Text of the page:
VERN has been reviewing movies since 1999 and is the author of the books SEAGALOGY: A STUDY OF THE ASS-KICKING FILMS OF STEVEN SEAGAL, YIPPEE KI-YAY MOVIEGOER!: WRITINGS ON BRUCE WILLIS, BADASS CINEMA AND OTHER IMPORTANT TOPICS and NIKETOWN: A NOVEL. His horror-action novel WORM ON A HOOK will arrive later this year.

Pi (a.k.a. π)

Wednesday, July 25th, 2018

July 10, 1998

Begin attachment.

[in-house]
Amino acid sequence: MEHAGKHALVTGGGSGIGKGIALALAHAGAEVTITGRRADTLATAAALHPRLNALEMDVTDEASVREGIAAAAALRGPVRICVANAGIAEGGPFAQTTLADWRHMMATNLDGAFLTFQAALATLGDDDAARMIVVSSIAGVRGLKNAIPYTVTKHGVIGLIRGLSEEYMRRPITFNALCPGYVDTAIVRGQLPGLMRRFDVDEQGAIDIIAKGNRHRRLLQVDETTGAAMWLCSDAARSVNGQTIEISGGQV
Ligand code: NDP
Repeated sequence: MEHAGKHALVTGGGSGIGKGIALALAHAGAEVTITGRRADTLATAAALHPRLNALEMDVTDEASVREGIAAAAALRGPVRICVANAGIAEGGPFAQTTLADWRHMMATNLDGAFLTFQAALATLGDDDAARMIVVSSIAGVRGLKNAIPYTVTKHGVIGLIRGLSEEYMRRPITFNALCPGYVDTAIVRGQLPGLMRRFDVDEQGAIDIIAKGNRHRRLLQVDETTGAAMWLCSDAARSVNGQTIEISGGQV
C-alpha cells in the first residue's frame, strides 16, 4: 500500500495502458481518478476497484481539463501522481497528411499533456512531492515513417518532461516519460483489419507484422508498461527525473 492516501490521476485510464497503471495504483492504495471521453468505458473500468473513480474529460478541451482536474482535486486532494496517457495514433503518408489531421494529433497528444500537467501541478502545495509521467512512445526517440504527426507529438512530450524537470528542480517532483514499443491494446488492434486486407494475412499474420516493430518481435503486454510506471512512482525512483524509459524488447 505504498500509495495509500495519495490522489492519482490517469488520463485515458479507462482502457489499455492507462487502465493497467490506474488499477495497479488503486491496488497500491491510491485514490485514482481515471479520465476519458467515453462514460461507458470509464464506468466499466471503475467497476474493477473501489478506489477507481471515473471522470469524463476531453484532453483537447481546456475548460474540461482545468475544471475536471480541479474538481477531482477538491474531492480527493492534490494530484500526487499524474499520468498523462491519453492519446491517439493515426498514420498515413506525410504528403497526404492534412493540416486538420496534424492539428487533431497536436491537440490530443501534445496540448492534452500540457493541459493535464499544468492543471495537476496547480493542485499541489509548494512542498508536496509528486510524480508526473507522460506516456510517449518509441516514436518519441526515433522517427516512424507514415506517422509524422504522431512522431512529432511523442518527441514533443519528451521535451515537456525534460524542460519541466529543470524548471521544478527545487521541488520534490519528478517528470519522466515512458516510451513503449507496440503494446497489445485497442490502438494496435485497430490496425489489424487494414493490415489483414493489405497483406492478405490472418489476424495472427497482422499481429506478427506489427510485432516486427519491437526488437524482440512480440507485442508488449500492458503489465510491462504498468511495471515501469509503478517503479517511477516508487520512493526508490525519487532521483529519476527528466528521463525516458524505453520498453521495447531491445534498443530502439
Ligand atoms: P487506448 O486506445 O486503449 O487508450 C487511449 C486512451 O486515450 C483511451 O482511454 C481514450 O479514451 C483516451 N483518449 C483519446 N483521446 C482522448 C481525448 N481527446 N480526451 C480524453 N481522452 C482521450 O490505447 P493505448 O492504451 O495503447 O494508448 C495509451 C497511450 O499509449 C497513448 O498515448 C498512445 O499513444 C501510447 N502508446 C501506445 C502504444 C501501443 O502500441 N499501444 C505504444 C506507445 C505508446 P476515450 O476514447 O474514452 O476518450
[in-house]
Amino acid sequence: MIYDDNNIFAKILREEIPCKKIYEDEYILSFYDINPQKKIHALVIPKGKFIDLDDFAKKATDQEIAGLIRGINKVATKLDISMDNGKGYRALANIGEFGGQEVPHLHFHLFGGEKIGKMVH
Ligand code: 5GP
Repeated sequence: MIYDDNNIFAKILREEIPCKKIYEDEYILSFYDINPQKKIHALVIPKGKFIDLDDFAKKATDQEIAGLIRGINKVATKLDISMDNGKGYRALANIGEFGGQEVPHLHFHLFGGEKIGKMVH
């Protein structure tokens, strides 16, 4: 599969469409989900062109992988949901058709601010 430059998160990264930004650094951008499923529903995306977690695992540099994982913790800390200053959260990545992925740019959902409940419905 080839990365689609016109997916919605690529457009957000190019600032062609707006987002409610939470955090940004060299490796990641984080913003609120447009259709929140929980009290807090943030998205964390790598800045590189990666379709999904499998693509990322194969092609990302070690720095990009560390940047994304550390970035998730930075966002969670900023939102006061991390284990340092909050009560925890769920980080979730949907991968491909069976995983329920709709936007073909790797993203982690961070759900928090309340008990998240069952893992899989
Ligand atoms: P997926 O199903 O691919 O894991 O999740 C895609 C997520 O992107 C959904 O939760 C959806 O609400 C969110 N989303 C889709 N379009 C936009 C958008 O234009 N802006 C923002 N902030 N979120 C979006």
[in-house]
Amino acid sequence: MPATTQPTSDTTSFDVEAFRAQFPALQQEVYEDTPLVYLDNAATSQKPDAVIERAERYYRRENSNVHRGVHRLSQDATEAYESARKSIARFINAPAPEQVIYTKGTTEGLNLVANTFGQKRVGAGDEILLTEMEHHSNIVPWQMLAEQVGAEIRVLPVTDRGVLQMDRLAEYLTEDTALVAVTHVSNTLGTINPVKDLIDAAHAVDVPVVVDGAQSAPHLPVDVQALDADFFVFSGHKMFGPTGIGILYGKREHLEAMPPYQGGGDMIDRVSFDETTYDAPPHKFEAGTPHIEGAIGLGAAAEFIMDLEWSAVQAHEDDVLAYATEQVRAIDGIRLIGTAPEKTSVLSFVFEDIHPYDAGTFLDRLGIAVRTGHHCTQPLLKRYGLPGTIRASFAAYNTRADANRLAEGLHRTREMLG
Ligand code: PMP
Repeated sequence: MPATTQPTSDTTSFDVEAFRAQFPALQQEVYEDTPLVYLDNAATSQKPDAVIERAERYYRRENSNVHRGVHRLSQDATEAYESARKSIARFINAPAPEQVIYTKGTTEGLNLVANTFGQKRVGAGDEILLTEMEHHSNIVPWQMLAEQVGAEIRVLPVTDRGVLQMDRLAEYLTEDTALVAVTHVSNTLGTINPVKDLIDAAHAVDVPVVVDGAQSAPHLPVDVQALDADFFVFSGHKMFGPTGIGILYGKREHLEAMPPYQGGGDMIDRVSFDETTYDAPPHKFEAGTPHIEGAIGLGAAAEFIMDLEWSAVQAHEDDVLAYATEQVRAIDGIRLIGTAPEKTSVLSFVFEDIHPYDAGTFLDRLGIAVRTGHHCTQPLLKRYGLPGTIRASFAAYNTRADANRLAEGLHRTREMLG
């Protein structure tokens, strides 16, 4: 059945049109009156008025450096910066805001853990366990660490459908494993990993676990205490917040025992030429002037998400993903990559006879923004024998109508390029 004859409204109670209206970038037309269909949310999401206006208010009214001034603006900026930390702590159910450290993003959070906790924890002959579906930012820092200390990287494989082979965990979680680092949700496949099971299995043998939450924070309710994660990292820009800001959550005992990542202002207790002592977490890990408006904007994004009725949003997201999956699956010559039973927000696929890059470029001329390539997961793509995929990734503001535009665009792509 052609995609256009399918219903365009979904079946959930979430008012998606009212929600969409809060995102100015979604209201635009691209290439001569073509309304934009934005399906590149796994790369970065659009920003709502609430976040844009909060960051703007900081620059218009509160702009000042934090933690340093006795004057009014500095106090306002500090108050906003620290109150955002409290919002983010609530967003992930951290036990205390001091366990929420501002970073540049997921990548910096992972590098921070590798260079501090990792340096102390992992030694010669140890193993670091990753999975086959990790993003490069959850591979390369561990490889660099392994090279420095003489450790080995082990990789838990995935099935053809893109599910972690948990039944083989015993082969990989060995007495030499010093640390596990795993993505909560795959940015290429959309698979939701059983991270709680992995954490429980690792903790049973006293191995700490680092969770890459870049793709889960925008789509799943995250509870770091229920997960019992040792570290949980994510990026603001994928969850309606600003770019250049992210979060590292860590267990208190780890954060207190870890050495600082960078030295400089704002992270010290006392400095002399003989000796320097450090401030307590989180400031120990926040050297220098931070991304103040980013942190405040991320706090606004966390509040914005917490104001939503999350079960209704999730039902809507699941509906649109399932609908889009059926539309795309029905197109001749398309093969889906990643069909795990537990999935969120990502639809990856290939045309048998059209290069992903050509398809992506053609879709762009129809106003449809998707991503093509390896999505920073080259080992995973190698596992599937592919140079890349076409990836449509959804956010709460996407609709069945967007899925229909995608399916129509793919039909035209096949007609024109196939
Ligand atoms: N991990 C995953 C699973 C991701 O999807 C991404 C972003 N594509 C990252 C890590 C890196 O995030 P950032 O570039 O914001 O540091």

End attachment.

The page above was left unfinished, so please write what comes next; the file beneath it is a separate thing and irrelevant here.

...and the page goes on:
PI might be the most impactful of the summer of ’98 indies, at least in the sense that it introduced filmmakers who continue to be relevant 20 years later. It’s one of the old fashioned, scrappy, less-than-a-million dollar shoe-strings-and-boot-straps indie debuts, by which I mean it’s in black and white. Actually, 16mm high-contrast black-and-white reversal film. Vincent Gallo claims he fired Dick Pope as cinematographer of BUFFALO ’66 because reversal stock was too hard for him, but here’s director Darren Aranofsky and cinematographer Matthew Libatique, two Mr. Nobodies out of nowhere and they know how to use it. I like this kind of look, the grain dancing around, creating shadowy faces. It’s so opposite of how low budget movies usually look now that they’re digital.